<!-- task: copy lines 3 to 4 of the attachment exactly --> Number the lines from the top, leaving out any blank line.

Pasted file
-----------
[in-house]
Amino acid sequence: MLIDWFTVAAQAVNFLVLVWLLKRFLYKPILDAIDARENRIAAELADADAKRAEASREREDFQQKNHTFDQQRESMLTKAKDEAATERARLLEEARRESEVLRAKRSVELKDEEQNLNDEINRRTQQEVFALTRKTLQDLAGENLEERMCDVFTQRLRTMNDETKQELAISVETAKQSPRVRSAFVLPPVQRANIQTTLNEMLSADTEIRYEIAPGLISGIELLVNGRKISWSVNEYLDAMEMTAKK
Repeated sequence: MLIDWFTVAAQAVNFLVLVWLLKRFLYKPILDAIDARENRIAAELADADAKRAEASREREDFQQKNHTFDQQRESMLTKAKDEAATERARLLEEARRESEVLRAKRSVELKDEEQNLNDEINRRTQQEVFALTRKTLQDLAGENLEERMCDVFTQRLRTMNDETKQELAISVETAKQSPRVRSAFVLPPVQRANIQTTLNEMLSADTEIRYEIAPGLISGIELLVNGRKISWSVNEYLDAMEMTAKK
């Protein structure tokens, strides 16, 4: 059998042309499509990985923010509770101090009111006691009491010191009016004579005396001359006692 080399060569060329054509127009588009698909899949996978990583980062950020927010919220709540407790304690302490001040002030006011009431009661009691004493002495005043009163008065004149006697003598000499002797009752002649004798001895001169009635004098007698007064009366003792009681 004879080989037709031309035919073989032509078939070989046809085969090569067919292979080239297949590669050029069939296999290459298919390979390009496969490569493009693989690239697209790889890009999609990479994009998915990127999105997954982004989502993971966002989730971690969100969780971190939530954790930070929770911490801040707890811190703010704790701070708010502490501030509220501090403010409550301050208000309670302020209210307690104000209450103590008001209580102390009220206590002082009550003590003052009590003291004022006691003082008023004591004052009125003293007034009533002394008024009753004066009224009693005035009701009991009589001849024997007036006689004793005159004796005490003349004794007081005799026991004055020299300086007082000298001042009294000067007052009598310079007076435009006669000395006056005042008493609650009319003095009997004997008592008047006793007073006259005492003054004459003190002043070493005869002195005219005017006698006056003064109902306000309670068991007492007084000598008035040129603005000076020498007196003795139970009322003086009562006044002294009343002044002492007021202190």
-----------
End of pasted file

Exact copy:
Repeated sequence: MLIDWFTVAAQAVNFLVLVWLLKRFLYKPILDAIDARENRIAAELADADAKRAEASREREDFQQKNHTFDQQRESMLTKAKDEAATERARLLEEARRESEVLRAKRSVELKDEEQNLNDEINRRTQQEVFALTRKTLQDLAGENLEERMCDVFTQRLRTMNDETKQELAISVETAKQSPRVRSAFVLPPVQRANIQTTLNEMLSADTEIRYEIAPGLISGIELLVNGRKISWSVNEYLDAMEMTAKK
């Protein structure tokens, strides 16, 4: 059998042309499509990985923010509770101090009111006691009491010191009016004579005396001359006692 080399060569060329054509127009588009698909899949996978990583980062950020927010919220709540407790304690302490001040002030006011009431009661009691004493002495005043009163008065004149006697003598000499002797009752002649004798001895001169009635004098007698007064009366003792009681 004879080989037709031309035919073989032509078939070989046809085969090569067919292979080239297949590669050029069939296999290459298919390979390009496969490569493009693989690239697209790889890009999609990479994009998915990127999105997954982004989502993971966002989730971690969100969780971190939530954790930070929770911490801040707890811190703010704790701070708010502490501030509220501090403010409550301050208000309670302020209210307690104000209450103590008001209580102390009220206590002082009550003590003052009590003291004022006691003082008023004591004052009125003293007034009533002394008024009753004066009224009693005035009701009991009589001849024997007036006689004793005159004796005490003349004794007081005799026991004055020299300086007082000298001042009294000067007052009598310079007076435009006669000395006056005042008493609650009319003095009997004997008592008047006793007073006259005492003054004459003190002043070493005869002195005219005017006698006056003064109902306000309670068991007492007084000598008035040129603005000076020498007196003795139970009322003086009562006044002294009343002044002492007021202190």